Exploring grade six educators' understanding of the integration of the natural sciences and technology in the Mafukuzela-Ghandi Circuit, Ethekwini Region.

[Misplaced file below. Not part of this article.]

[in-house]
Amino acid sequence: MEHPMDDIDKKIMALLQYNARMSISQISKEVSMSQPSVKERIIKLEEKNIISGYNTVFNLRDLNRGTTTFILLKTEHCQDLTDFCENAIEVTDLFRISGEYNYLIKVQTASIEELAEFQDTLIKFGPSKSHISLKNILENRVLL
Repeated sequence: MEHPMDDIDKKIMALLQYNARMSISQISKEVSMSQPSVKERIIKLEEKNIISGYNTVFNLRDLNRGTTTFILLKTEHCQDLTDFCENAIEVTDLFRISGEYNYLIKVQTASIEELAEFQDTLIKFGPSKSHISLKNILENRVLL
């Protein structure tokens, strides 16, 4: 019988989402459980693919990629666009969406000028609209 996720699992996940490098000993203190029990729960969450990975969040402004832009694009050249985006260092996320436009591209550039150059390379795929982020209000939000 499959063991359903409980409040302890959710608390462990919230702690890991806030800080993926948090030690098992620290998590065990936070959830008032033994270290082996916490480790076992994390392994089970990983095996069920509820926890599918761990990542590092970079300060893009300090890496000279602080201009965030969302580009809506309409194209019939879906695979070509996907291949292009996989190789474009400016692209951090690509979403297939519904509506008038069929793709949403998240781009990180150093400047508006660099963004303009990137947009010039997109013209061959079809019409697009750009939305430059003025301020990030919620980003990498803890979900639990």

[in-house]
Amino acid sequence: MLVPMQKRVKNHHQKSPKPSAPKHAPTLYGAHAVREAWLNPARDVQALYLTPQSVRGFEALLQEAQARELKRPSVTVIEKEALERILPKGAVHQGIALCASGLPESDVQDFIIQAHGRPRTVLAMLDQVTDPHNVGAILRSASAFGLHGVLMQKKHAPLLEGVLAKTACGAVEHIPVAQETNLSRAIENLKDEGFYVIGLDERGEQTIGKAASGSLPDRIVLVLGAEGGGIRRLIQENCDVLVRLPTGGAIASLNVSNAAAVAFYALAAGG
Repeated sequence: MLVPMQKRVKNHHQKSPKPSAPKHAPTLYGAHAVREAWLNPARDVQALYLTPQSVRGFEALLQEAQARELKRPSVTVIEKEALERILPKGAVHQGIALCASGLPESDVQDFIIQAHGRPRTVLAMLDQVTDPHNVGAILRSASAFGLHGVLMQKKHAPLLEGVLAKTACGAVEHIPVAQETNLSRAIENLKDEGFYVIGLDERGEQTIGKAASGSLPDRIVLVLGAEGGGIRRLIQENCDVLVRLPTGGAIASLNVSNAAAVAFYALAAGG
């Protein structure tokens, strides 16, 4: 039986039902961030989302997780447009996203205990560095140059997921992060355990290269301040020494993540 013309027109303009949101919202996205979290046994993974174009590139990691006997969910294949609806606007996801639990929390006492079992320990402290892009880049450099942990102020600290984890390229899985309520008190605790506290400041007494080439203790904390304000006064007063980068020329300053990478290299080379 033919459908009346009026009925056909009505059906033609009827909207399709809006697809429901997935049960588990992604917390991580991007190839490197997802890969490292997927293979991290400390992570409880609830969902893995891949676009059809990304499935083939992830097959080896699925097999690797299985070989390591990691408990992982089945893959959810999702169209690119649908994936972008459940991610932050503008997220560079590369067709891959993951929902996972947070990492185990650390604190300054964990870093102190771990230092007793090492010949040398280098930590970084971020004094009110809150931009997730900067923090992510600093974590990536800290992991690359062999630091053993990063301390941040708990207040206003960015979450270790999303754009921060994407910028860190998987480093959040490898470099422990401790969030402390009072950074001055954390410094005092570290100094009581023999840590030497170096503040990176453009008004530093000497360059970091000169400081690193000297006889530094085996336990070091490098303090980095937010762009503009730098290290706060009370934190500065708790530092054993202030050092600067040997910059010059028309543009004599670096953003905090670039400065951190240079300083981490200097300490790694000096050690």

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This qualitative study sought to explore Intermediate Phase Natural Sciences and technology educators’ understanding of the integration of Natural Sciences andtechnology. This was donein order to ascertain whether there wasa relationship between their understanding of this integration and their classroom practice. The exploration was guided by the following three main research questions: 1. What understanding do Grade 6 educators have regarding the integration of Natural Sciences and technology? 2. How is their understanding enacted in their classroom practice? 3. What informs these educators’ practice in the classroom? A descriptive, explorative, qualitative research design was employed, and the data were generated from the following three phases: Phase I (questionnaire): finding out the Grade 6 educators’ understanding of the term “integration”. Phase II (class observation): finding out how this understanding of integration was enacted in their classroom practice. Phase III (focus group): finding out what informed the educators’ practice in the classroom. The theoretical framework thatguided the analysis of the data was Activity Theory. This framework allowed for aspects of the context and historicity within which teaching and learning in the classroom occurs to be brought to the fore. With respect to the first question, this study revealedthat Grade 6 educators’ understanding of the term ‘integration’within the Natural Sciences and technology curriculum may be divided into two sections: a) General, and b) Curriculum based. In terms of the former understanding of the term integration, it was noted that a general understanding of the term ‘integrate’was agreed upon amongst the participants. Five out of six participating educators pointed to the idea of integration as being about “merging”; “joining”; “combining” and “linking” two or more “things” or aspects. Only one educator used the terms “integration” and “inclusion” interchangeably. However, with regard to the latter, the Grade 6 educators referred to cross-curricular integration as well as the integration of Natural Sciences and technology, and hence the following six perceptionswere revealed: Perception1: Integration allows for technology LA to support the Natural Sciences. Perception 2: Integration allows for the Natural Sciences to support technology. Perception 3: Integration requires an understanding of both Content Knowledge (CK)and Pedagogical Content Knowledge(PCK). Perception 4: The integration of Natural Sciences and technology is a way to motivate the populace. Perception 5: The integration of Natural Sciences and technology is a way to integrate Skills. Perception 6: A lack of integration - Natural Sciences cannot be linked to technology. In terms of the second question, this study found that theGrade 6 educators found it difficult to integrate Natural Sciences and technology in their classroom practice. All of the Grade 6 educators in the six participating schools treated Natural Sciences and technology as separate subjects. Furthermore, Natural Sciences was the main subject taught in all of the lessons observed. As a result, there was no proper integration of Natural Sciences and technology in their teaching despite the fact that there was evidence in the interviews of a proper understanding of the term integration. Thus, with regard to the third research question,the results show that the Grade 6 educators’ classroom practice was informed by the chalk-and-talk and textbook approaches. The participants gave a multitude of reasons for this practice ranging from a lack of funding to a lack of learning and teaching support materials (LTSM) about integrating Natural Sciences and technology Content Knowledge (CK). The findings of this study point to the enormous challenge faced by the Department of Education inlevelling the playing field so that the integration of Natural Sciences and technology can be implemented smoothly at classroom level. Taking into consideration such challenges, the recommendations and possible solutions to these problems are discussed at length in the last chapter of this dissertation.